On 27th January St Mary's welcomed a plethora of guests to school for a special service to receive our Coventry Cross of Nails. Representatives from all the local churches, the Catholic diocese, governors and previous staff gathered in the school hall with the children and staff to join in hymns, dance, readings and prayers before Canon Pastor Kathryn Fleming from Coventry Cathedral explained the history and significance of the symbolism. She reminded us that we all need to work towards the ICON aims on a daily basis.
Jennifer Jenkins, ICONS Project Manager reminded us of the three aims of the Cross of Nails Community and told us about the places in the world where there are ICON schools and Rev. Kate Mier told us about her own Anglican churches in Studley and Mappleborough Green which are already Cross of Nails churches. She also explained Studley’s connection with a South African school.
We have already fostered a relationship with the Cathedral by school visits but on 12th January it was the privilege of staff to attend morning service where our very own Cross of Nails was blessed by the Dean of the Cathedral.
On the night of 14th November, 1940, Coventry and its Cathedral endured a one-off, but relentless, bombing campaign. Overnight, the ‘Moonlight Sonata’ offensive destroyed much of central Coventry, hundreds of its people and left its Cathedral in ruins. Only the outer shell of the walls and the tower remained standing.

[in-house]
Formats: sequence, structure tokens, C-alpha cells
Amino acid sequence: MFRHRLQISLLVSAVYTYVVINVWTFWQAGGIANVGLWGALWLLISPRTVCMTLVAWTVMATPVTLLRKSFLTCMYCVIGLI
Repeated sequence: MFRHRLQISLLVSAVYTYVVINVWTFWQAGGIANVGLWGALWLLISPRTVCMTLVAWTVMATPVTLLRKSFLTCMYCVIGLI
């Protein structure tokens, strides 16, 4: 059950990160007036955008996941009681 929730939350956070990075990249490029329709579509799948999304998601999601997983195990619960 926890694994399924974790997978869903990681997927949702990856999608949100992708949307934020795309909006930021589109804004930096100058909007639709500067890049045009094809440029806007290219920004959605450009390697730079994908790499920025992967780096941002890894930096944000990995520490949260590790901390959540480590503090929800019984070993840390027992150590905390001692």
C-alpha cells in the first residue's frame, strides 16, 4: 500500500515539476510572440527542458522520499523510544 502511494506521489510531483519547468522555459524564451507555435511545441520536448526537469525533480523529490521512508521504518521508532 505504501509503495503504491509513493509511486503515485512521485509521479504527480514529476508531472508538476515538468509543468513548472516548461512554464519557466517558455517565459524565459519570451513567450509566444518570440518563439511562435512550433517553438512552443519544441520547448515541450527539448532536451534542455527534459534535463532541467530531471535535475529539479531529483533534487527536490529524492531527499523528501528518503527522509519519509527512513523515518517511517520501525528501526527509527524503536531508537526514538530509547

In the days that followed, two enduring symbols emerged from the rubble: two charred roof-beams which had fallen in the shape of a cross were bound and placed at the site of the ruined altar, and three medieval roof nails were also formed into a cross, which became the original Cross of Nails (now located at the High Altar in the new Cathedral). Shortly after, the words ‘Father Forgive’ – deliberately neutral in content – were inscribed on the wall of the ruined chancel, and Provost Dick Howard made a commitment not to seek revenge, but to strive for forgiveness and reconciliation with those responsible. During the BBC radio broadcast from the Cathedral ruins on Christmas Day 1940 he declared that when the war was over we should work with those who had been enemies ‘to build a kinder, more Christ-like world.’
St. Mary’s is so proud to join the ICON community but this is just the start of the journey as we continue to strive to work towards the ICON aims. We would like to thank all those that who have helped us on the journey so far especially Jennifer and Kathryn.